“This nomination is a recognition to all the communities along the Atrato who are trying to rebuild their social fabric after so much blood-letting,” remarks Palacios.
Founded in 2007 by the Aga Khan as a think-tank to promote diversity through understanding, and promote pluralism in a world increasingly beset by intolerance and fear, the Global Centre for Pluralism (GCP) is a charitable organization with a long-standing relationship with the government of Canada, and its interest to spread democratic values in countries emerging from their internal conflicts.
As the organization celebrates its first decade, Leyner joins nine other advocates from human rights groups nominated for this prestigious award. But it is not the first time the community activist is being recognized on the world’s stage. When in 2016, President Juan Manuel Santos traveled to Oslo to receive the Nobel Peace Prize, this son of Bojayea was among those invited to the official ceremony. “We have a sense of great peace and lots of reconciliation to work towards. It will be a tough, but beautiful time,” said Leyner in Oslo. Confronting the past has been “a long journey” for a man whose main reference of a world beyond violence was the Atrato River. Recently, during a ceremony at the Canadian Embassy in Bogotá to announce the CGP nomination, Leyner recalls how he started the Committee for the Rights of Victims of Bojayá, which led him to Havana, and to a chance encounter with the very men who orchestrated the attack, including “Iván Márquez” – FARC’s chief peace negotiator. All of a sudden these “very tough guys” approached Palacios saying: “We want to ask for forgiveness,” he recalls.
Leyner was stunned at the candid request, telling FARC’s senior commanders that the decision needed to be presented formally to the community for approval. Upon his return, locals assembled at the church, held a solemn ceremony, and began to study the guerrilla’s act of contrition.
“We could either live in the past, or set an example to future generations,” recalls the father of three. “If we all perpetuate hate, vengeance and retaliation, we are never going to become a country that offers better opportunity for our children,” said Leyner.
The town voted unanimously to accept the pardon, but under a condition that it not be used as a media event or for political gain at the peace negotiating table. “We wanted to respect the privacy of our grief,” says Leyner.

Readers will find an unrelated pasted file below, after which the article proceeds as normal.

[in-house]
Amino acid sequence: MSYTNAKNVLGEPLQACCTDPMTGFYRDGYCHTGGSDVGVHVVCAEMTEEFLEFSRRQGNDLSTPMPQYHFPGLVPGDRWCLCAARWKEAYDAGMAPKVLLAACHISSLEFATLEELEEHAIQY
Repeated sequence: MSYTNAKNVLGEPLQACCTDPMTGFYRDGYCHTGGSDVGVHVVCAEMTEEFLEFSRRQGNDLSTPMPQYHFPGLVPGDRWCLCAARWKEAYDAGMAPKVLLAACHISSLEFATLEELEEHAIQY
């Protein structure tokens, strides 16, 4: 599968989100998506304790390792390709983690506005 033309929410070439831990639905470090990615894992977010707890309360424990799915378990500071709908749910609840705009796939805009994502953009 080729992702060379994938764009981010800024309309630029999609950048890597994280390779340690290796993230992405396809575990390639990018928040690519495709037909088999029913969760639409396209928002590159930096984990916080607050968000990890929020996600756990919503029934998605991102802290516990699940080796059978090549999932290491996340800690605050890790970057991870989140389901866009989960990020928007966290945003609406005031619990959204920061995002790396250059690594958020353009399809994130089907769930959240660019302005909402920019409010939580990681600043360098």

On November 24, 2016, President Juan Manuel Santos and FARC leader Rodrigo Londoño, known as “Timochenko,” officially sealed Colombia’s peace, marking the end of 52-years of hostilities with the insurgency.
But, half a nation away, and a world removed from the theatre where the ceremony was held, the residents of Bojayá were hardly festive, surrounded by the visible symbols of destruction.
When Colombians first received news bulletins of the attack on Bojayá, pictures were few and far between.
As dawn broke May 3, and survivors went out in search of loved ones, the village’s Christ that hung above the altar was spotted in a corner, arms and legs blown-off. Pictures of the smashed torso made the front page and became the haunting image logged deep in the national consciousness.
It would take 15 years for Bojayá’s Redeemer to regain his rightful place. On September 29 – days before voters rejected the original accord in a plebiscite – Colombia’s High Peace Commissioner Sergio Jaramillo and FARC’s “Iván Márquez” visited the site of the massacre. In a private gathering of locals, and Leyner seated between the protagonists of Colombia’s fragile peace, the former commander of the Elmer Cárdenas front made reference to the past. “On the banks of this immense river, and in front of these precious forgotten people […] we ask that you forgive us, and grant us spiritual relief by allowing us to continue alongside you, on the road to reconciliation.”
Márquéz’s words were not met by cheers, but by a moment of silent introspection. In the shadow of a renovated Christ, Palacios had opened a path for forgiveness, and one that winds its way from the battered church, to the Atrato, and beyond.